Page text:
Danny Bates asks “is another Olympics possible?”
I’m not against the Olympics. The Olympic ideal of celebrating excellent achievement – in sport, arts and culture – is important. Unfortunately the 2012 London Games falls far from this ideal. So, as a longstanding resident of an Olympic Borough (Hackney), I’ll be joining the march against the corporate Olympics on Saturday 28 July precisely because the Olympics could be so much more, and because it has failed people so badly.
That doesn’t mean there’s nothing to be positive about. As Green London Assembly Member Darren Johnson pointed out the construction work has been described as ‘exemplary’ by the Commission for Sustainable London 2012.
The main stadium is especially lightweight, made with reused gas piping, the stands in the Aquatic centre have been redesigned to save 475 tonnes of steel, and there has been a radical reduction in the carbon footprint of building all the stadiums, roads, energy infrastructure – compared to conventional construction.
But maybe being ‘the greenest games ever’ isn’t so hard given that the highest green benchmark was Sydney 2000, and green practice has progressed hugely in the last 12 years. That said, Greens on the London Assembly and others have pushed hard for a greener, fairer games from the start – and not without some success.
The Fairtrade Foundation, too, has a positive story They calculate that millions of Fairtrade bananas and cups of tea and coffee will be consumed, amounting to a Fairtrade premium of £100,000.
Playfair 2012, the trade union-led campaign for a sweatshop-free Olympics, has been in dialogue with LOCOG since 2005. Playfair acknowledges that London2012 has gone further than any other Games but they do insist that more still needs to be done to involve workers and monitor supply chains. The Living Wage campaign has also had success, with hotel sponsor Holiday Inn now paying a Living Wage.
Of course, this progress wouldn’t have happened without dedicated campaigners, and they are some of the real heroes of London2012.
Community resistance and civic pride
Although there’s been real public enthusiasm for the torch relay, communities in East London have been opposing Olympic or Olympic-related developments which were trashing their local areas. Civic pride and local community activity are important for those who have fought some of the Olympic developments.
The Save Leyton Marsh campaign in Waltham Forest wanted to stop a basketball training facility being built on their local green space. Having lost the space to the Olympics they now campaign to have the area returned to functioning green space as soon as possible. There are doubts that this will happen. To add insult to injury, that campaign now has to foot a £20,000 bill, having lost it’s Judicial Review against Waltham Forest Council. A campaign to save East Marsh on the Hackney/Waltham Forest border failed to protect scarce and highly valued local amenity space from being turned into a coach park.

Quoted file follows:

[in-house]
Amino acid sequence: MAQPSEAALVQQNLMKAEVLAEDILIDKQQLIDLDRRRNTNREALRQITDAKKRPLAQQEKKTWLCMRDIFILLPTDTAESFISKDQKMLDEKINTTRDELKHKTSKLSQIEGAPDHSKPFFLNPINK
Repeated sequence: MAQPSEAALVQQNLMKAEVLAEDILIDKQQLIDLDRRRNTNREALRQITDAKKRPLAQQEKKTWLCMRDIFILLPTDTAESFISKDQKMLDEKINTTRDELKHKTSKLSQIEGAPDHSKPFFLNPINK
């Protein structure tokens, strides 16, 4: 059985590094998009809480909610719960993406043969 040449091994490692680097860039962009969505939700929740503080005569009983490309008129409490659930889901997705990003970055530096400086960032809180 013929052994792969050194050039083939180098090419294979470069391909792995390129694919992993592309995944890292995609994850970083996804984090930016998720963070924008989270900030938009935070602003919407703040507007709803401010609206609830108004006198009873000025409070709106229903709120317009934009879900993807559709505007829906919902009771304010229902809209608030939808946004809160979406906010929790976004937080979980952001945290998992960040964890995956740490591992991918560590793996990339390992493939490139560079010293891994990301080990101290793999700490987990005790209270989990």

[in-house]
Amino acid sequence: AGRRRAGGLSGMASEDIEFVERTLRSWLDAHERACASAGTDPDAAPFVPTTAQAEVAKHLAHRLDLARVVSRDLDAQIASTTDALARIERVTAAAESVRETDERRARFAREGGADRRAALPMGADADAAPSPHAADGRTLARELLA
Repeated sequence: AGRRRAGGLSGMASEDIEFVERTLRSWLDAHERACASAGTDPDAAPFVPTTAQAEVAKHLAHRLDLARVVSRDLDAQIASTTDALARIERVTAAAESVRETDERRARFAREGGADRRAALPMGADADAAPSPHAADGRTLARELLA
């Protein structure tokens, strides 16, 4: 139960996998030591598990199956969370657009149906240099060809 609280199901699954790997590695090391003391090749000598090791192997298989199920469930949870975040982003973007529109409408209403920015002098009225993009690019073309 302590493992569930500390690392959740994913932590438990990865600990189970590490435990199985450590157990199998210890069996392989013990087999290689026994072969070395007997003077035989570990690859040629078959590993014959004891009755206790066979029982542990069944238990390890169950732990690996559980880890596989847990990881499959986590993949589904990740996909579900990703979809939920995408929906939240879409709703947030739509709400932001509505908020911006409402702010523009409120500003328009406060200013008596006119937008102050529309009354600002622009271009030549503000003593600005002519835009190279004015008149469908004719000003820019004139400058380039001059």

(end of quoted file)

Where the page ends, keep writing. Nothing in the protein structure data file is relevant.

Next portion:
These are just two examples of how communities have been forced to oppose the Olympics simply because they value their local areas.
Putting high velocity missiles on Fred Wigg Tower in Leyton and the Lexington Building in Bow have quite understandably got local residents ‘up in arms’ (no pun intended), and taken East London community antipathy to new levels.
Some say the Olympics inevitably means ‘some losers’ – but if the Olympic process rides roughshod over the wishes of local communities, then it’s also the Olympics itself which loses – in terms of public support, positive image and goodwill.
There are now probably as many anti-Olympics campaign groups as Olympic sporting events. Headline sponsors, who are entitled to a special Olympics tax break, will be making many millions whilst communities in East London are feeling cheated, marginalised and violated. Trademarking has meant that the democratic space to oppose the Olympics has been restricted, with at least one case of a Twitter account being shut down. In asking ‘Corporate Olympics or peoples’ Olympics?’ it’s not hard to answer that question.
Is another Olympics possible?
It doesn’t have to be like this. The Olympics should be about ideals, so let’s strive for some. I’d like to see an affordable Olympics with people and community at it’s heart.
The cost of a more inclusive event might mean a less extravagant Games, with fewer, less dominant corporate sponsors. It may take longer, harder thinking to accommodate coach parks and training facilities in a way which respects communities’ local amenities and open spaces. It would need to recognise that militarising peoples homes shouldn’t be part of the game-plan.
Maybe in a future Olympics we’ll all be able to have gold. But no medals this time.
Danny Bates is an Officer of Hackney Green Party and London Green Party. He works for Jean Lambert MEP as her London Constituency Co-ordinator.